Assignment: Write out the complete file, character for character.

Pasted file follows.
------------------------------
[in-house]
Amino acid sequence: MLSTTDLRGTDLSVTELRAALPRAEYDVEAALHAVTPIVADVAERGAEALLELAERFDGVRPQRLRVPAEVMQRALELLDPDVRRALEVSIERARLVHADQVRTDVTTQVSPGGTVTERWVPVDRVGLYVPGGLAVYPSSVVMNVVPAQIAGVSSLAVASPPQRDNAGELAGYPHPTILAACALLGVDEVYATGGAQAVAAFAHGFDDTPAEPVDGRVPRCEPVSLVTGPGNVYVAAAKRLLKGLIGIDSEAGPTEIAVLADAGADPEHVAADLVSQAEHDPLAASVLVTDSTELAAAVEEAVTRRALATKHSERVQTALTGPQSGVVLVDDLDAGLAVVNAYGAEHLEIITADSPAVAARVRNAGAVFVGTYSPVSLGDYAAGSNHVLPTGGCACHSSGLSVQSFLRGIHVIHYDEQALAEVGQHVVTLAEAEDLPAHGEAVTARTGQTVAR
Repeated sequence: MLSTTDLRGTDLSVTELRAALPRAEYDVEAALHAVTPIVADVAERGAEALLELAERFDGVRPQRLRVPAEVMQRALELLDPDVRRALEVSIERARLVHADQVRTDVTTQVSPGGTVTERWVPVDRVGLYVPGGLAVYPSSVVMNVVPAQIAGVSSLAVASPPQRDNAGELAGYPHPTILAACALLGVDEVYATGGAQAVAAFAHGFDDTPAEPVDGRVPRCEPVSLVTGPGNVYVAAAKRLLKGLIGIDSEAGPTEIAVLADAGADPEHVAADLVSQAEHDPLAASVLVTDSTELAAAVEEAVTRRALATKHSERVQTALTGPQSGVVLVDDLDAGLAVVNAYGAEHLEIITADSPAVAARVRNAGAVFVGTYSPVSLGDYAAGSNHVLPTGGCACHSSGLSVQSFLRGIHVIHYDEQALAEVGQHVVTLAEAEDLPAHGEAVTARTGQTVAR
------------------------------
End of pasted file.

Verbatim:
[in-house]
Amino acid sequence: MLSTTDLRGTDLSVTELRAALPRAEYDVEAALHAVTPIVADVAERGAEALLELAERFDGVRPQRLRVPAEVMQRALELLDPDVRRALEVSIERARLVHADQVRTDVTTQVSPGGTVTERWVPVDRVGLYVPGGLAVYPSSVVMNVVPAQIAGVSSLAVASPPQRDNAGELAGYPHPTILAACALLGVDEVYATGGAQAVAAFAHGFDDTPAEPVDGRVPRCEPVSLVTGPGNVYVAAAKRLLKGLIGIDSEAGPTEIAVLADAGADPEHVAADLVSQAEHDPLAASVLVTDSTELAAAVEEAVTRRALATKHSERVQTALTGPQSGVVLVDDLDAGLAVVNAYGAEHLEIITADSPAVAARVRNAGAVFVGTYSPVSLGDYAAGSNHVLPTGGCACHSSGLSVQSFLRGIHVIHYDEQALAEVGQHVVTLAEAEDLPAHGEAVTARTGQTVAR
Repeated sequence: MLSTTDLRGTDLSVTELRAALPRAEYDVEAALHAVTPIVADVAERGAEALLELAERFDGVRPQRLRVPAEVMQRALELLDPDVRRALEVSIERARLVHADQVRTDVTTQVSPGGTVTERWVPVDRVGLYVPGGLAVYPSSVVMNVVPAQIAGVSSLAVASPPQRDNAGELAGYPHPTILAACALLGVDEVYATGGAQAVAAFAHGFDDTPAEPVDGRVPRCEPVSLVTGPGNVYVAAAKRLLKGLIGIDSEAGPTEIAVLADAGADPEHVAADLVSQAEHDPLAASVLVTDSTELAAAVEEAVTRRALATKHSERVQTALTGPQSGVVLVDDLDAGLAVVNAYGAEHLEIITADSPAVAARVRNAGAVFVGTYSPVSLGDYAAGSNHVLPTGGCACHSSGLSVQSFLRGIHVIHYDEQALAEVGQHVVTLAEAEDLPAHGEAVTARTGQTVAR